Department of Psychology, Yale University, New Haven, CT, USA.

The human brain is a dynamic system, where communication between spatially distinct areas facilitates complex cognitive functions and behaviors. How information transfers between brain regions and how it gives rise to human cognition, however, are unclear. In this article, using resting-state functional magnetic resonance imaging (fMRI) data from 783 healthy adults in the Human Connectome Project (HCP) dataset, we map the brain's directed information flow architecture through a Granger-Geweke causality prism. We demonstrate that the information flow profiles in the general population primarily involve local exchanges within specialized functional systems, long-distance exchanges from the dorsal brain to the ventral brain, and top-down exchanges from the higher-order systems to the primary systems. Using an information flow map discovered from 550 subjects, the individual directed information flow profiles can significantly predict cognitive flexibility scores in 233 novel individuals. Our results provide evidence for directed information network architecture in the cerebral cortex, and suggest that features of the information flow configuration during rest underpin cognitive ability in humans.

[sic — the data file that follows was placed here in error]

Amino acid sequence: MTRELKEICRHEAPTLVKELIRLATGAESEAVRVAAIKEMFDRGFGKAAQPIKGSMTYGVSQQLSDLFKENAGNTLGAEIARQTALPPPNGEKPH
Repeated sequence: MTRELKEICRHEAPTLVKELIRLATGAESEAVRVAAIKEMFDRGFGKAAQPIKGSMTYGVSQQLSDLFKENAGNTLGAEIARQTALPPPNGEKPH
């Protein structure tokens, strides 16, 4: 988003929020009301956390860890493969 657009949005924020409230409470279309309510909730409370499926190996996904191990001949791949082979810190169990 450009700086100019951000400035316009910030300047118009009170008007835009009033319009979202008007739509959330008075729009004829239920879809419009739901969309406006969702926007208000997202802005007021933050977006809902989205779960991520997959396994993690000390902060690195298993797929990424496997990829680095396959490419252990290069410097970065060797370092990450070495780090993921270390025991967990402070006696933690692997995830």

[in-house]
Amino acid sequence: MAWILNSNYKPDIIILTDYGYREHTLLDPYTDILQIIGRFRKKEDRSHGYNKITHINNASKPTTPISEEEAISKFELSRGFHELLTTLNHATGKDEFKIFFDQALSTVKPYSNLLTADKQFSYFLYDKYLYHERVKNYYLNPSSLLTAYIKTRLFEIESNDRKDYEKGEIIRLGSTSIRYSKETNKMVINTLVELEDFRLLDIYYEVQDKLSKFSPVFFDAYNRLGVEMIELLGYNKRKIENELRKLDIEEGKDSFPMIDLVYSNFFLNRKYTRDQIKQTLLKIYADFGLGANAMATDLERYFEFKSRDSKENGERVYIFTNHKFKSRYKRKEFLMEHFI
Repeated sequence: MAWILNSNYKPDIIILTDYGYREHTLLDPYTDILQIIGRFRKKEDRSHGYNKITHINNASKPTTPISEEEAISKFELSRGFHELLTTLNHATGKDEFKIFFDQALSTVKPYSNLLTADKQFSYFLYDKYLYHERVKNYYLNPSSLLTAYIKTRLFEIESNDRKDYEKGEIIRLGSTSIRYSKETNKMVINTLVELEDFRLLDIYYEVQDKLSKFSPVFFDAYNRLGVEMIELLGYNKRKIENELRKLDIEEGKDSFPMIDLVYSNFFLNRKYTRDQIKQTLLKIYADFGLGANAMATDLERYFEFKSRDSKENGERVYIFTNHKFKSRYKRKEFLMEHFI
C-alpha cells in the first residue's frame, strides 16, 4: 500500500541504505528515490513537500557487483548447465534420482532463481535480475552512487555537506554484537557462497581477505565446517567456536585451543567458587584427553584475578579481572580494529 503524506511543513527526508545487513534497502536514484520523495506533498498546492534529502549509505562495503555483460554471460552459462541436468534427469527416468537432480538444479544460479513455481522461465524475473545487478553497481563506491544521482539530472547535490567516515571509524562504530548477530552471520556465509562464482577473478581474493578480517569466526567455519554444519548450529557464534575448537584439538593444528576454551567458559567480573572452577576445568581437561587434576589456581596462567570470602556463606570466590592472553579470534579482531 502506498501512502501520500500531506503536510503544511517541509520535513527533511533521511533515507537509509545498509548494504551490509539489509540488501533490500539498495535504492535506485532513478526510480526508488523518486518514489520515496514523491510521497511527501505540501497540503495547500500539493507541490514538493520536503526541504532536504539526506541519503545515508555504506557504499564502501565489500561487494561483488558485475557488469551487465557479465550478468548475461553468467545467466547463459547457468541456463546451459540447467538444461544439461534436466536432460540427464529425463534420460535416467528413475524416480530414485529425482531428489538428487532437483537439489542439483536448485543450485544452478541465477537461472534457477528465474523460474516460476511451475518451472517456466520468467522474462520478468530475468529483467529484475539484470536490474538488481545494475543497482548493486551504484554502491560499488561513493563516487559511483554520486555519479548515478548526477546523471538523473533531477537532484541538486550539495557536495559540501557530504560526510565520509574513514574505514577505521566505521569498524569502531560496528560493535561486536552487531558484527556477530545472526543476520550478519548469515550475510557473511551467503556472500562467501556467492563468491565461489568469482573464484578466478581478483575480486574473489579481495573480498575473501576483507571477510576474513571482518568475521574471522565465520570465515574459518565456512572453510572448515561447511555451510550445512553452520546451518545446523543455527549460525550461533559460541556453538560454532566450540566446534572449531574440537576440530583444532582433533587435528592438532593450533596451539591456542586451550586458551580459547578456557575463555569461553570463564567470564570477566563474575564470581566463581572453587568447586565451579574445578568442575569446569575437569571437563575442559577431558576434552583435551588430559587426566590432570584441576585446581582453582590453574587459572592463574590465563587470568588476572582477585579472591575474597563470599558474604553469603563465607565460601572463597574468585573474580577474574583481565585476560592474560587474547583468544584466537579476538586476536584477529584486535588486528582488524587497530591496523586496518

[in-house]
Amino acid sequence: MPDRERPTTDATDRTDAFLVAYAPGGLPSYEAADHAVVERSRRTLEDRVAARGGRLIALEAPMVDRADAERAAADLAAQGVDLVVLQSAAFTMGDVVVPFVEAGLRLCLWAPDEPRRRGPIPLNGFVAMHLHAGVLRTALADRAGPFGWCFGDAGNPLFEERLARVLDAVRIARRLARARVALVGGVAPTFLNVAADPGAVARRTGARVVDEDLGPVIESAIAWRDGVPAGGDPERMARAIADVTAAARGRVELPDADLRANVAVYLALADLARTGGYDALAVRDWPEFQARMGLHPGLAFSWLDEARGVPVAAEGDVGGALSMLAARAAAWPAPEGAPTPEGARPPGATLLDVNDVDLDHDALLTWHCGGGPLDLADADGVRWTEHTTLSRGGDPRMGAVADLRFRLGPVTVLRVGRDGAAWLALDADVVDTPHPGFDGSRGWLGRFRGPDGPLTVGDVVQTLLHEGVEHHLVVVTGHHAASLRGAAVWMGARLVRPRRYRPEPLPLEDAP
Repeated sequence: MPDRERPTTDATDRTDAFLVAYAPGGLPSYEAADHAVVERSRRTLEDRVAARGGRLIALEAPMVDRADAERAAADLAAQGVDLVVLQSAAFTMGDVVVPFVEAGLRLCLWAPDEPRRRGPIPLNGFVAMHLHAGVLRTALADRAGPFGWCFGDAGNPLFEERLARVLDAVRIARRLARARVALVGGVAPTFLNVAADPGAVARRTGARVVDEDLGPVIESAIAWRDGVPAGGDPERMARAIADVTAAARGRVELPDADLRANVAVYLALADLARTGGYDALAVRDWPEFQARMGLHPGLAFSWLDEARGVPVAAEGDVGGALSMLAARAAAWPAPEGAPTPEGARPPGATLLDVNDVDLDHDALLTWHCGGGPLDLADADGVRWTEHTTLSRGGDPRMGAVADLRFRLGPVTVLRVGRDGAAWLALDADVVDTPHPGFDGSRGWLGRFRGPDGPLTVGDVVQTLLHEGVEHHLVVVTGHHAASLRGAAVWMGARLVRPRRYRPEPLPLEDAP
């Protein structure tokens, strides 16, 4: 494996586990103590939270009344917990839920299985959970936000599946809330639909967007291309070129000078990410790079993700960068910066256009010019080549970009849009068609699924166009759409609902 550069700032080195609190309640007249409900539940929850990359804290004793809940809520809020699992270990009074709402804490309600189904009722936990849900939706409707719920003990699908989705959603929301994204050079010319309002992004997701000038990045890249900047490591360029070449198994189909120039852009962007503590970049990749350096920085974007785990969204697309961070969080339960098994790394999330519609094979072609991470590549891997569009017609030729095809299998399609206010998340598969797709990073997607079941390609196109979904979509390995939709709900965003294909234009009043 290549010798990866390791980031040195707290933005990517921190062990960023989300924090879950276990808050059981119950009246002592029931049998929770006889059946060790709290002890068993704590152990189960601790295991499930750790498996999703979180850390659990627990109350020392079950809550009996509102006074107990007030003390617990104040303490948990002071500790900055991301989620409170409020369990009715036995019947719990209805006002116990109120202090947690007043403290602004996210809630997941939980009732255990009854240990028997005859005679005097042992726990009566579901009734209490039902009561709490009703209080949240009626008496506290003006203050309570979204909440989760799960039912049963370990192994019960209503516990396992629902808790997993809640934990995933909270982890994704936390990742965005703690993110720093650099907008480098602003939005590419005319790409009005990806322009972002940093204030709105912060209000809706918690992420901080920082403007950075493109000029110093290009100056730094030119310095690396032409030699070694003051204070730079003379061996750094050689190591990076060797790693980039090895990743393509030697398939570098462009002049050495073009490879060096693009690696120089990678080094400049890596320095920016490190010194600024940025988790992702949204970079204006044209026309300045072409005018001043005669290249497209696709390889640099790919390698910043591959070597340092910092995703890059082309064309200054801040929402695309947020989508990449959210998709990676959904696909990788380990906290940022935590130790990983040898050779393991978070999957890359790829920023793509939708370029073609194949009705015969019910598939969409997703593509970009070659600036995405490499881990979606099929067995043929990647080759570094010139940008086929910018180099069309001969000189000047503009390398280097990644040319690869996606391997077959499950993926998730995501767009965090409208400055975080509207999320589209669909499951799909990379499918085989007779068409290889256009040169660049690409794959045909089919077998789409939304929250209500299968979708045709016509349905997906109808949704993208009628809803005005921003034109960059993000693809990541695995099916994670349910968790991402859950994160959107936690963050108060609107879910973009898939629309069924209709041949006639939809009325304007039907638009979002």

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http://dx.doi.org/10.1038/s41598-019-40345-8DOI Listing
http://www.ncbi.nlm.nih.gov/pmc/articles/PMC6406001PMC
March 2019

Novel Triapine Derivative Induces Copper-Dependent Cell Death in Hematopoietic Cancers.

J Med Chem 2019 03 18;62(6):3107-3121. Epub 2019 Mar 18.

Shanghai Advanced Research Institute , Chinese Academy of Sciences , Shanghai 201210 , China.